Franklin Delano Roosevelt was arguably the greatest figure of the twentieth century. While FDR’s official circle was predominantly male, it was his relationships with women–particularly with Lucy Mercer Rutherfurd–that most vividly bring to light the human being beneath this towering statesman. It is no coincidence that Rutherfurd was with Roosevelt the day he died in Warm Springs, Georgia, along with two other close women companions. In Franklin and Lucy, acclaimed author and historian Joseph E. Persico explores FDR’s romance with Lucy Rutherfurd, which was far deeper and lasted much longer than was previously acknowledged. Persico’s provocative conclusions about their relationship are informed by a revealing range of sources, including never-before-published letters and documents from Lucy Rutherfurd’s estate that attest to the intensity and scope of the affair.
FDR’s connection with Lucy also creates an opportunity for Persico to take a more penetrating look at the other women in FDR’s life. We come to see more clearly how FDR’s infidelity as a husband contributed to Eleanor’s eventual transformation from a repressed Victorian to perhaps the greatest American woman of her century; how the shaping hand of FDR’s strong-willed mother helped to imbue him with the resolve to overcome personal and public adversity throughout his life; and how other women around FDR, including his “surrogate spouse,” Missy LeHand, and his close confidante, the obscure Margaret “Daisy” Suckley, completed the world that he inhabited.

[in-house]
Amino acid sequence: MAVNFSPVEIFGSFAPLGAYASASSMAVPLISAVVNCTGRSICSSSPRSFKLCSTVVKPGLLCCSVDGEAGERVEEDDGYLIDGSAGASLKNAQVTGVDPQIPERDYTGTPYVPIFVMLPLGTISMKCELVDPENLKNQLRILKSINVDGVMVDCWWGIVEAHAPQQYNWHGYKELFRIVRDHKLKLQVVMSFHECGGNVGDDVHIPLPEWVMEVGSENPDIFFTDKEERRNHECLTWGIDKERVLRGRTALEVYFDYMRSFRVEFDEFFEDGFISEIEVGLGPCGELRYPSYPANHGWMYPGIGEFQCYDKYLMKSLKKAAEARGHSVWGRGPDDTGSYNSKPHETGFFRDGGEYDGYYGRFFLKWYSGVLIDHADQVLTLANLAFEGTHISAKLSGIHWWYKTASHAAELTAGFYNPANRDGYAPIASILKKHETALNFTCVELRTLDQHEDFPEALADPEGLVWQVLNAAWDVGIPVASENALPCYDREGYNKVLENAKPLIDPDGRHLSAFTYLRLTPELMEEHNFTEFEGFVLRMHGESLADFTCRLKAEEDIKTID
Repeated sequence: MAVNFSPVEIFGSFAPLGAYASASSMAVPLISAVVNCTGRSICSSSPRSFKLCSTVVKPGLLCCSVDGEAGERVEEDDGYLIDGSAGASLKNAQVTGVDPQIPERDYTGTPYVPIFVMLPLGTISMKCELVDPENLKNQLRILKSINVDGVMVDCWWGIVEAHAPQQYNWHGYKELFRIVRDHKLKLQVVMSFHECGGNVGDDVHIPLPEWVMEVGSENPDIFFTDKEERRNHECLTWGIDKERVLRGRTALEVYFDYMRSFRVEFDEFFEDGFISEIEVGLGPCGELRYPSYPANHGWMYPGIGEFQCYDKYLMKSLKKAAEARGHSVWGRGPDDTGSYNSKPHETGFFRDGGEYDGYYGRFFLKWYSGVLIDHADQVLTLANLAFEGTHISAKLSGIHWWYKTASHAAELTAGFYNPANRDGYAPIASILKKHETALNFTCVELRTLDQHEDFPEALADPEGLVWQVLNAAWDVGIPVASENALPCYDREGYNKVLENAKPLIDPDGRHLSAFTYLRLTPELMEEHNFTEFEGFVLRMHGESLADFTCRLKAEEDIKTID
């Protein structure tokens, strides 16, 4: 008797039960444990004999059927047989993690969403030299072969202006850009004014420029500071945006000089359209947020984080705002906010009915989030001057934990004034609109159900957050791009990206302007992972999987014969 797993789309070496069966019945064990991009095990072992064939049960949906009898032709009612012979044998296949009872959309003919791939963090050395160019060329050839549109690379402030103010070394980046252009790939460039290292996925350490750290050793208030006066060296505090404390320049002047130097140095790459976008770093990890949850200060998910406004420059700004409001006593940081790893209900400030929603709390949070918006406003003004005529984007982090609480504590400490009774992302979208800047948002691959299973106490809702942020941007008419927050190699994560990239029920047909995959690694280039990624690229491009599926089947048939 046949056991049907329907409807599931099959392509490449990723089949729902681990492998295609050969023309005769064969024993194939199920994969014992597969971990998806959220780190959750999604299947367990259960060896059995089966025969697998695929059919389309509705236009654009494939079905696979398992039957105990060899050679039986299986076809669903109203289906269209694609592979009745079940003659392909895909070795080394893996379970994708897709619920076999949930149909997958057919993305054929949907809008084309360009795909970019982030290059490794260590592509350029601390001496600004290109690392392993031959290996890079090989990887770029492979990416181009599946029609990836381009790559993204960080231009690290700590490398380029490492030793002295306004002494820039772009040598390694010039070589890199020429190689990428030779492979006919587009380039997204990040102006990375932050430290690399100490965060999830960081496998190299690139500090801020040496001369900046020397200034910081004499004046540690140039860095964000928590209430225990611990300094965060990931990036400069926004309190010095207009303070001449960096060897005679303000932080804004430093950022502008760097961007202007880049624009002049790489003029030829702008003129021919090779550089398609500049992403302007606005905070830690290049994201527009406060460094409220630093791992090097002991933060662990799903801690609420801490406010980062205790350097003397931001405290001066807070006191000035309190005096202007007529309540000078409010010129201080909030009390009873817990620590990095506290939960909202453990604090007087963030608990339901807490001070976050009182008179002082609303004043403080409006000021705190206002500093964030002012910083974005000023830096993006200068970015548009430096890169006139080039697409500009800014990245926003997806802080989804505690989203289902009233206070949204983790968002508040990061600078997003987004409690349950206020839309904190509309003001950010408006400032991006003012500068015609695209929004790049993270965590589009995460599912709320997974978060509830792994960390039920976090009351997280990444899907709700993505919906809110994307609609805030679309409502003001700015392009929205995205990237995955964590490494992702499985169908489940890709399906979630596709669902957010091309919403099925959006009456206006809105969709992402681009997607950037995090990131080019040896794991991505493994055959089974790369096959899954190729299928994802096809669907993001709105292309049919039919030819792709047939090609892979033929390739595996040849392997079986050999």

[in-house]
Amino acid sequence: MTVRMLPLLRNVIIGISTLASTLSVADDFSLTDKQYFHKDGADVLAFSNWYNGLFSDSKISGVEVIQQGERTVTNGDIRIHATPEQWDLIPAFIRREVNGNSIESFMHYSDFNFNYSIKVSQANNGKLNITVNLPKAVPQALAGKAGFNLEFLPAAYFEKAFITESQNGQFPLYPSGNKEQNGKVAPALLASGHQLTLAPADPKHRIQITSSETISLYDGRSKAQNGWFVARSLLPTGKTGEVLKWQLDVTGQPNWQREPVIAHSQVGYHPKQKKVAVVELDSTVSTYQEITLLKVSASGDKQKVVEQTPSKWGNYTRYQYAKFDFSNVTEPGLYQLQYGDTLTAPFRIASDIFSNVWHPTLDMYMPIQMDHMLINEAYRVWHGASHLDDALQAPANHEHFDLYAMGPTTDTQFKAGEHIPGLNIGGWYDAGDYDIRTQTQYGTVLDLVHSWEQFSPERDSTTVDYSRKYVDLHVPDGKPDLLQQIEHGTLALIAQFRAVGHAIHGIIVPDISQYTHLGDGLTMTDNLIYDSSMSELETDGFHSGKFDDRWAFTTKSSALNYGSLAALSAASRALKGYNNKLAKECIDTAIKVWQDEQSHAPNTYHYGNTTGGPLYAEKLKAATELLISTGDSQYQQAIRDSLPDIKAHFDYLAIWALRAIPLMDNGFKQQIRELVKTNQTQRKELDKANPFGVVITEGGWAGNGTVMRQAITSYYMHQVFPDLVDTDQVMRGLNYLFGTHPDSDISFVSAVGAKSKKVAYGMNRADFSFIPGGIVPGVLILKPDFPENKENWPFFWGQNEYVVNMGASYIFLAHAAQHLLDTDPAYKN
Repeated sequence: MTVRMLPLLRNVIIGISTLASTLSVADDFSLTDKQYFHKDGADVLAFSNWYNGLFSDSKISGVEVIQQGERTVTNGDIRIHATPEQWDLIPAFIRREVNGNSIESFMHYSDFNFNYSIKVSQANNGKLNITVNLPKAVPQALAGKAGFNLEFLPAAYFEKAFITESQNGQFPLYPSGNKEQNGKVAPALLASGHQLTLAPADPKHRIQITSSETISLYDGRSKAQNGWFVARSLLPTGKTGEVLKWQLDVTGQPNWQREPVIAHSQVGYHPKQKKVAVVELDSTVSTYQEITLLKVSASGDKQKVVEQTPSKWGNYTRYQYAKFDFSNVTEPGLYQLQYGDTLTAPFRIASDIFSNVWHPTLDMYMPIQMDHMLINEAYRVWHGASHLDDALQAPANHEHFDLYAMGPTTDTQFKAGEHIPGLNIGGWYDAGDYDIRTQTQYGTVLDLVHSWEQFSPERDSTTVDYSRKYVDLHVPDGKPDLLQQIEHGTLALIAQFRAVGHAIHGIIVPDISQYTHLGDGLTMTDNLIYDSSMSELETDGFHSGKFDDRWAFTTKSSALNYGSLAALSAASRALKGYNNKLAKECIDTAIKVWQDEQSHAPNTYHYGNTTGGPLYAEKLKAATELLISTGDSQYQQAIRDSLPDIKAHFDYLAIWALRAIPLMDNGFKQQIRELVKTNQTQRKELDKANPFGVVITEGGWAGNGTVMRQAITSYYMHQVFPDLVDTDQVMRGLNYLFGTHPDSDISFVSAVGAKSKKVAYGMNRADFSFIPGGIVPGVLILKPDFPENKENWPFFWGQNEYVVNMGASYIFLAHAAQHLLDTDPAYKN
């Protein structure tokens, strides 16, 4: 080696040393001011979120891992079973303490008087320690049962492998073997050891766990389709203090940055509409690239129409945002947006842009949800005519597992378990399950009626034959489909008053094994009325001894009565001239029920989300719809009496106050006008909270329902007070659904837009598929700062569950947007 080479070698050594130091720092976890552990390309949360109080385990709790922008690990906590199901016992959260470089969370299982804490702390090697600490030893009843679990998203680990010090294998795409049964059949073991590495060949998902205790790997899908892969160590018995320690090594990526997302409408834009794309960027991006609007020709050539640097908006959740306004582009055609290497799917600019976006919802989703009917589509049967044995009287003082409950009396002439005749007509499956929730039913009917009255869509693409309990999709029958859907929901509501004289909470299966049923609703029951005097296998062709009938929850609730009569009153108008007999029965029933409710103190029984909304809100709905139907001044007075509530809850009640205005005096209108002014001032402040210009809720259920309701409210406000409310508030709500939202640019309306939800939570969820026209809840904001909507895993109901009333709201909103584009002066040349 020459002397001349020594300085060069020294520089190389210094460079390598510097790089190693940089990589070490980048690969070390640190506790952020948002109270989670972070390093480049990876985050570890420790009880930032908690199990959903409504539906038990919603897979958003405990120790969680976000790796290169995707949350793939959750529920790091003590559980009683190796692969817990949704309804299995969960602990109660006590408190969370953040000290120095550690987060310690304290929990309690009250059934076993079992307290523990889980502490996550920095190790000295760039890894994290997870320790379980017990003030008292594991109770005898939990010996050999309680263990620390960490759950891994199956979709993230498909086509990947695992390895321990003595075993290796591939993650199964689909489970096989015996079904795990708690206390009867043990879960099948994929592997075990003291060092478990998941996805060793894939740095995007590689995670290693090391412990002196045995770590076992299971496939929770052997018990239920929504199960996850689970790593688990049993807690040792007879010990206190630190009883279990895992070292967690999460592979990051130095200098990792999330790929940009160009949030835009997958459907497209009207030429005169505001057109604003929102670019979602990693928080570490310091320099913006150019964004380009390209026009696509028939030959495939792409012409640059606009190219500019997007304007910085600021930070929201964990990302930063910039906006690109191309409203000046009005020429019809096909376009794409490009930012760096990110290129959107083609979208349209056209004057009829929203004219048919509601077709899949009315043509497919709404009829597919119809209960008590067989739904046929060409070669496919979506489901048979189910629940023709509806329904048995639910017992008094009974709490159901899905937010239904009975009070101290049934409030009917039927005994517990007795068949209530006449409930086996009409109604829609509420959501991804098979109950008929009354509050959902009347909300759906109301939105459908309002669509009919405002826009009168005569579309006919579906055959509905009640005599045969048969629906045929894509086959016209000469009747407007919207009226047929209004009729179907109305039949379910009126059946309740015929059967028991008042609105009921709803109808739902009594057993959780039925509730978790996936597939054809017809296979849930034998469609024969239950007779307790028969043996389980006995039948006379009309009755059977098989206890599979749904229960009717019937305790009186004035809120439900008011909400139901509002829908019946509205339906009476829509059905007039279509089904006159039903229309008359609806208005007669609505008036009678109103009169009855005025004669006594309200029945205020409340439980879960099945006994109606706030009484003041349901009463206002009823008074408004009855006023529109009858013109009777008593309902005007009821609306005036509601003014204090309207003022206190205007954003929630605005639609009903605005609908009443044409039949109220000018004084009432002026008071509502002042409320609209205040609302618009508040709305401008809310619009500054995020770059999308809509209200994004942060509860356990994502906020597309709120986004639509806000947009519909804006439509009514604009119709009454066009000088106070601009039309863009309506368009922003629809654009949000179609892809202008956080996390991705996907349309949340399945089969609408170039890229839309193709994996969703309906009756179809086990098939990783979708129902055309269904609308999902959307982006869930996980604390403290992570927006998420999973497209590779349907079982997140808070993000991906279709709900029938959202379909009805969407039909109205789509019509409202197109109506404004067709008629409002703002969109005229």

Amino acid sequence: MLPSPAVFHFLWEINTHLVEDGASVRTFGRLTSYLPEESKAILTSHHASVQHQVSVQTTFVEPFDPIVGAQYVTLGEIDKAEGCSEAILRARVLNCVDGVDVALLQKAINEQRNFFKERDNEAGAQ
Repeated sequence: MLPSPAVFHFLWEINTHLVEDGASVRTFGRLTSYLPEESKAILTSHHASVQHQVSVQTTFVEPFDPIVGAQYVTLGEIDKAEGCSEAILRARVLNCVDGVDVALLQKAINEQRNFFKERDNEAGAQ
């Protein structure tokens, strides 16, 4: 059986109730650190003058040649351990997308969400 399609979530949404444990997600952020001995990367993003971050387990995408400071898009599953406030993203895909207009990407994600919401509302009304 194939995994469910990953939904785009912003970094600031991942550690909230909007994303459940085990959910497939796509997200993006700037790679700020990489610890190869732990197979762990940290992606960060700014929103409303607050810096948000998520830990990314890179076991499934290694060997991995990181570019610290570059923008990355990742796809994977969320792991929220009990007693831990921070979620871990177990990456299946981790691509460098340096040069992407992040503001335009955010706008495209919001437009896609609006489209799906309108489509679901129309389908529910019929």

Franklin and Lucy is an extraordinary look at the private life of a leader who continues to fascinate scholars and the general public alike. In focusing on Lucy Rutherfurd and the myriad women who mattered to Roosevelt, Persico paints a more intimate portrait than we have heretofore had of this enigmatic giant of American history.